“We expect our teachers to challenge our students to be critical thinkers, where they are able to articulate an opinion using sound reasoning,” he said. “The photo alone does not seem to condemn the 2nd amendment. The photo does not suggest the teacher is promoting anything political. It is expressing a common concern many children in this country experience and a concern Congress has been openly debating for the last 30 years.”
Depner, however, disagreed that the image is art and said it might be appropriate in an 11th or 12th-grade discussion of political science — but not a junior high art class in the Canby School District.
“I do not think it is a ‘Common Concern’ that kids in Canby are concerned they are going to get shot by a police officer,” Depner said in a follow-up email to Goodall. “This MEME evokes fear into children and does not align with curriculum that values our liberties as citizens of the United States. The narrative here is that guns are bad, cops carry guns, and cops kill black people.”
At the time, Depner had not seen the full lesson and was responding only to the single screenshot and what she had been told by a parent.
“This was not an ‘Art’ lesson, there was no discussion after each picture,” Depner said. “In fact, there were more pictures that this student could not get snaps of, it wasn’t until a few passed by the screen that she was upset and had enough wherewithal to save a ‘meme.’ … If it’s truly ‘Art’ that’s meant to invoke reflection, response and debate I’d ask why no discussion was had.”
She asked for the full context of the lesson — though it was not provided until Oct. 2, the day after the last board meeting — and said her goal was to understand.
“I want to understand more of this class and what the agenda was, what other pictures were shown, what conversation is being planned, and what the hopes of a student should gain from fear based emotional learning,” she said.
Goodall asked Depner if the parent had expressed their concerns to the teacher or Principal Rodolph, which is the district’s prescribed process for such a complaint.
Depner said she wasn’t sure, but “whether or not the parent calls, I’d like to have MY concerns addressed. We cannot let this continue.”
In a message to Chair Angi Dilkes, asking her to add the item to the agenda for the board’s next meeting, Depner said she had “shared this photo with many members of my community and families are very unhappy regarding this.”
“Several have stated this is why they have chosen to homeschool,” she said. “We absolutely have a responsibility to deal with this.”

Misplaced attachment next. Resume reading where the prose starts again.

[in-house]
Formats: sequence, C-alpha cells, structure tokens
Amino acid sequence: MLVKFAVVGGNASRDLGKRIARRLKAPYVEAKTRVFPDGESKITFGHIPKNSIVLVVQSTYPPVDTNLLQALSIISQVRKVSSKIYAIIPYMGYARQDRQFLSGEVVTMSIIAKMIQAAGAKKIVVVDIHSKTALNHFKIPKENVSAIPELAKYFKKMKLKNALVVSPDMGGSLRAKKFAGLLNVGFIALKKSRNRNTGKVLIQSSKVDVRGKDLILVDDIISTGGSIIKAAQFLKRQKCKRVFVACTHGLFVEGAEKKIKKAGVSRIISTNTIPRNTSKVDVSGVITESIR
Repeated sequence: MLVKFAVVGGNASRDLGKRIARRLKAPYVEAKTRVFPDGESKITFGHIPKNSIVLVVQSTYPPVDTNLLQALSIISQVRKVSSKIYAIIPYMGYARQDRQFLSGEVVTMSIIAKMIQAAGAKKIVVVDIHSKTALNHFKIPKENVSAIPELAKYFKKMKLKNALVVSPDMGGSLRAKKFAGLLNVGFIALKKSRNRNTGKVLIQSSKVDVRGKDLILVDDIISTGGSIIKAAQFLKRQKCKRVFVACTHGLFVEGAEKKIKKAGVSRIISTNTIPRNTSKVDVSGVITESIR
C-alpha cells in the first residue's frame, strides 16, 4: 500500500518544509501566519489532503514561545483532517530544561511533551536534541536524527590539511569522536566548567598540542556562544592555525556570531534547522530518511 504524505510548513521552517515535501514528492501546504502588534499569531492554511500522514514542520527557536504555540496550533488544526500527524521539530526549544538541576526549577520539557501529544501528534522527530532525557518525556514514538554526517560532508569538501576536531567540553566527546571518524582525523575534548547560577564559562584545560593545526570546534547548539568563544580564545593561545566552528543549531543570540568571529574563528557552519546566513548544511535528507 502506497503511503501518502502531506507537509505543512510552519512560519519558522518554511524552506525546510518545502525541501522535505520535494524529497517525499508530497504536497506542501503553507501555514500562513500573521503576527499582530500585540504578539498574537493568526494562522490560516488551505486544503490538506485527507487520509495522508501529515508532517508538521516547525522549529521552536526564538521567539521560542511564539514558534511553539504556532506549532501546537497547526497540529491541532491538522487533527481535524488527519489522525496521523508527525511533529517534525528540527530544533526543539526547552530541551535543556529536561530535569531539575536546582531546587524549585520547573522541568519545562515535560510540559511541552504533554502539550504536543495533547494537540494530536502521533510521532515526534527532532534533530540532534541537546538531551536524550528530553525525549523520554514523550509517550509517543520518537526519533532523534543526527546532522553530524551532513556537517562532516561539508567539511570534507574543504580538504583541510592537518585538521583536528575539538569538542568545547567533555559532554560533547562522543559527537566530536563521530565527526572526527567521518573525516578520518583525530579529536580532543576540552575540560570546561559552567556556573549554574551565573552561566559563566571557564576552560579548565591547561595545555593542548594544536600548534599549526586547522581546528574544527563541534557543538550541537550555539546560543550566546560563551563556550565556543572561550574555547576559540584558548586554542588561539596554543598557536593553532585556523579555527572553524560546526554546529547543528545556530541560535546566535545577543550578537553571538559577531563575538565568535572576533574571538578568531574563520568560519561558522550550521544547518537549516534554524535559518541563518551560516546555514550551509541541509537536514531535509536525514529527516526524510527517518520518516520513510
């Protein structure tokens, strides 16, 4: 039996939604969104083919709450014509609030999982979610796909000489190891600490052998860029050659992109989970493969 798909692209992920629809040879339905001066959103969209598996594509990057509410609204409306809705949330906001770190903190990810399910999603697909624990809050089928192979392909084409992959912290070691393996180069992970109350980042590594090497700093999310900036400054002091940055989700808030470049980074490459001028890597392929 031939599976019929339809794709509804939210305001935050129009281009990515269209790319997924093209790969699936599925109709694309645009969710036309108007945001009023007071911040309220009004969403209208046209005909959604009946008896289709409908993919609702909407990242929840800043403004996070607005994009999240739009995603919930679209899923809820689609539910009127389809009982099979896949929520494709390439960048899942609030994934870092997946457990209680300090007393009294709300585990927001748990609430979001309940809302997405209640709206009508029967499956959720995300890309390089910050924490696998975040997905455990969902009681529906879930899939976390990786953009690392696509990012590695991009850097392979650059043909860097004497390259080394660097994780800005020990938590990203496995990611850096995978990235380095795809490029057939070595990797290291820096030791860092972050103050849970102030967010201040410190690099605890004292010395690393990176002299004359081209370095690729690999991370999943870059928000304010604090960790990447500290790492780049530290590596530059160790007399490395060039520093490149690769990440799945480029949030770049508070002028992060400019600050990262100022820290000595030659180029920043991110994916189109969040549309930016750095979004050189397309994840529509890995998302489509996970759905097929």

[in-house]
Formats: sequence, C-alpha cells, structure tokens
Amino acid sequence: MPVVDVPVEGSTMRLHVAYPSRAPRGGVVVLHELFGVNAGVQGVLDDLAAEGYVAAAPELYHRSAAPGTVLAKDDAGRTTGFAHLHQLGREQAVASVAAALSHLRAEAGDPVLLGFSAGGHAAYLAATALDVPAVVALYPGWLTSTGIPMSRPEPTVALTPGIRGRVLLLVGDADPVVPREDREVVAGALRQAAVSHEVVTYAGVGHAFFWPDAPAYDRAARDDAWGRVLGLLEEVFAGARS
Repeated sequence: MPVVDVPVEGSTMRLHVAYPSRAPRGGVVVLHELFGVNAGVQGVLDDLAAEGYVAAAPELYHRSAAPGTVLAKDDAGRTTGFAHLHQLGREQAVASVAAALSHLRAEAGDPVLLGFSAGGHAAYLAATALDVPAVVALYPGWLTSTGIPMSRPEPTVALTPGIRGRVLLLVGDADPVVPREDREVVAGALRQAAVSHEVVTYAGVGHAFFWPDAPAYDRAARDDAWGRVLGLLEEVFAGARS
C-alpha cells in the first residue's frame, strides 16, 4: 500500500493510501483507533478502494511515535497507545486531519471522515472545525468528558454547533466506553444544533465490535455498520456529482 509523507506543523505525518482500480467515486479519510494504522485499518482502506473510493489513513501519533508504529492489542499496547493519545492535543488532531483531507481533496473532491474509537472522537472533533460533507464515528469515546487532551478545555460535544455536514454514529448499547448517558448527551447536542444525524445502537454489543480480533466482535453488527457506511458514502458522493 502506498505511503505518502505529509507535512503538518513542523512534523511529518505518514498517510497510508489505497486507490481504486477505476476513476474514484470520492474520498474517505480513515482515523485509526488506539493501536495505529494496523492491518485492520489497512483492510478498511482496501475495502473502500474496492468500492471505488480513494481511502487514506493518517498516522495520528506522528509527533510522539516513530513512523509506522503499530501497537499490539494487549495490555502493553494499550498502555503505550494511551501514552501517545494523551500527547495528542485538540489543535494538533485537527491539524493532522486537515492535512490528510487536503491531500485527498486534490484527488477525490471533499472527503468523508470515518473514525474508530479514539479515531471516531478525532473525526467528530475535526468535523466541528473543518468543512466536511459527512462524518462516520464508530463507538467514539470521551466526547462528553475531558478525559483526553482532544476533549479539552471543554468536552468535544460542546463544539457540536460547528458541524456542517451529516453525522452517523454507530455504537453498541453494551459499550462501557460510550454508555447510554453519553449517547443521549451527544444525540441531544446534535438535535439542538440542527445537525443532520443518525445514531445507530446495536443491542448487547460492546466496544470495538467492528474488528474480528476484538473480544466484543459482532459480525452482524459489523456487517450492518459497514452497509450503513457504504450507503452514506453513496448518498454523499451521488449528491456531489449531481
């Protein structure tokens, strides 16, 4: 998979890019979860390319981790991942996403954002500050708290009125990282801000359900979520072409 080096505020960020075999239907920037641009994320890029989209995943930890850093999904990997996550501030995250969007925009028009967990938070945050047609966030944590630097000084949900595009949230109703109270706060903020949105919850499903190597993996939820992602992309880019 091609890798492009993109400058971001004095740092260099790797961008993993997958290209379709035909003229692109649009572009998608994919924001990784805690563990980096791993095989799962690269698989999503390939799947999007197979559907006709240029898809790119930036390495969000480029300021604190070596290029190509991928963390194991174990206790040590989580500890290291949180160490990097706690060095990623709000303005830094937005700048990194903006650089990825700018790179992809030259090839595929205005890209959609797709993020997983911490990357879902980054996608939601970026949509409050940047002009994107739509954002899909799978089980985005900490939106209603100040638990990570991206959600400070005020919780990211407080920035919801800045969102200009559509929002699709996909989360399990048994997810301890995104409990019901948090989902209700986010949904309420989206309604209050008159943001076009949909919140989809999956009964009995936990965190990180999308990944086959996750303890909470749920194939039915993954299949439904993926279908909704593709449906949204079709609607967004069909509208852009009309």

A screenshot that was included in the Current‘s public records request indicated Depner posted the image in the public Facebook group Oregon, Parents’ Rights in Education on Sept. 18, though it was evidently taken down before this week.
“Question- If your child’s teacher showed them this picture via online distance learning how upset would you be?” Depner said in the post. “This was presented to a local student and I find it outrageous.”
The district or school board members received at least three emails from parents or community members concerned about the image, according to the records provided to the Current. All parents’ and students’ names were redacted before they were released.
“This is very obviously NOT art,” said a Sept. 24 email from one parent, whose children were not enrolled in the art class in question, according to the Canby School District. “What I see is comparative to a political meme chalk-full [sic] of anti-gun, anti-police, BLM rhetoric.”
“I find this picture does not belong in the public education system,” said another email to Rodolph, also dated Sept. 24. “Anything regarding the current political affairs and the division among people should not be taught to our children.”
Rodolph responded that he would be evaluating the parent’s complaint and rendering a decision within 10 days, per district policy. Eight days later, he sent another message, expressing his determination that “there has not been a violation of any school board policy or any teaching standards of practice within this lesson.”